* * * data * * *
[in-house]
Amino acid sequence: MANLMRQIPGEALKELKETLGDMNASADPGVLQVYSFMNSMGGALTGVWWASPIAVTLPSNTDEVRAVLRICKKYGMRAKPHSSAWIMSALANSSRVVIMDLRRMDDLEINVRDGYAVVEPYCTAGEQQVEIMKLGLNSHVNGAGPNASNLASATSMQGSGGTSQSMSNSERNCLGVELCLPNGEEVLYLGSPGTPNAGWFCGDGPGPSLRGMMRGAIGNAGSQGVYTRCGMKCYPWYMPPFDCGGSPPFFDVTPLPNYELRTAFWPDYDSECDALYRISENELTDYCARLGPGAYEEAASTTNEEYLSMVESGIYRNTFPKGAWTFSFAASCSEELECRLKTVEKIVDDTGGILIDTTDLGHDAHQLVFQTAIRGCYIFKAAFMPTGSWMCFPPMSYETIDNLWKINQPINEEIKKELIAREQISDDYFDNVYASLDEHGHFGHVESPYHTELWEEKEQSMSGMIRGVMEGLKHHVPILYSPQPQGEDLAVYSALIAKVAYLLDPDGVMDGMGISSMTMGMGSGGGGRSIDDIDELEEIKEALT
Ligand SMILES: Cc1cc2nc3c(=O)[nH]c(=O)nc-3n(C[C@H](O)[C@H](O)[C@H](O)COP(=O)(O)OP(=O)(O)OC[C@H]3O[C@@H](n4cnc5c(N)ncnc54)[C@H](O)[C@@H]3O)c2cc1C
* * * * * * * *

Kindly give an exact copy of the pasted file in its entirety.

[in-house]
Amino acid sequence: MANLMRQIPGEALKELKETLGDMNASADPGVLQVYSFMNSMGGALTGVWWASPIAVTLPSNTDEVRAVLRICKKYGMRAKPHSSAWIMSALANSSRVVIMDLRRMDDLEINVRDGYAVVEPYCTAGEQQVEIMKLGLNSHVNGAGPNASNLASATSMQGSGGTSQSMSNSERNCLGVELCLPNGEEVLYLGSPGTPNAGWFCGDGPGPSLRGMMRGAIGNAGSQGVYTRCGMKCYPWYMPPFDCGGSPPFFDVTPLPNYELRTAFWPDYDSECDALYRISENELTDYCARLGPGAYEEAASTTNEEYLSMVESGIYRNTFPKGAWTFSFAASCSEELECRLKTVEKIVDDTGGILIDTTDLGHDAHQLVFQTAIRGCYIFKAAFMPTGSWMCFPPMSYETIDNLWKINQPINEEIKKELIAREQISDDYFDNVYASLDEHGHFGHVESPYHTELWEEKEQSMSGMIRGVMEGLKHHVPILYSPQPQGEDLAVYSALIAKVAYLLDPDGVMDGMGISSMTMGMGSGGGGRSIDDIDELEEIKEALT
Ligand SMILES: Cc1cc2nc3c(=O)[nH]c(=O)nc-3n(C[C@H](O)[C@H](O)[C@H](O)COP(=O)(O)OP(=O)(O)OC[C@H]3O[C@@H](n4cnc5c(N)ncnc54)[C@H](O)[C@@H]3O)c2cc1C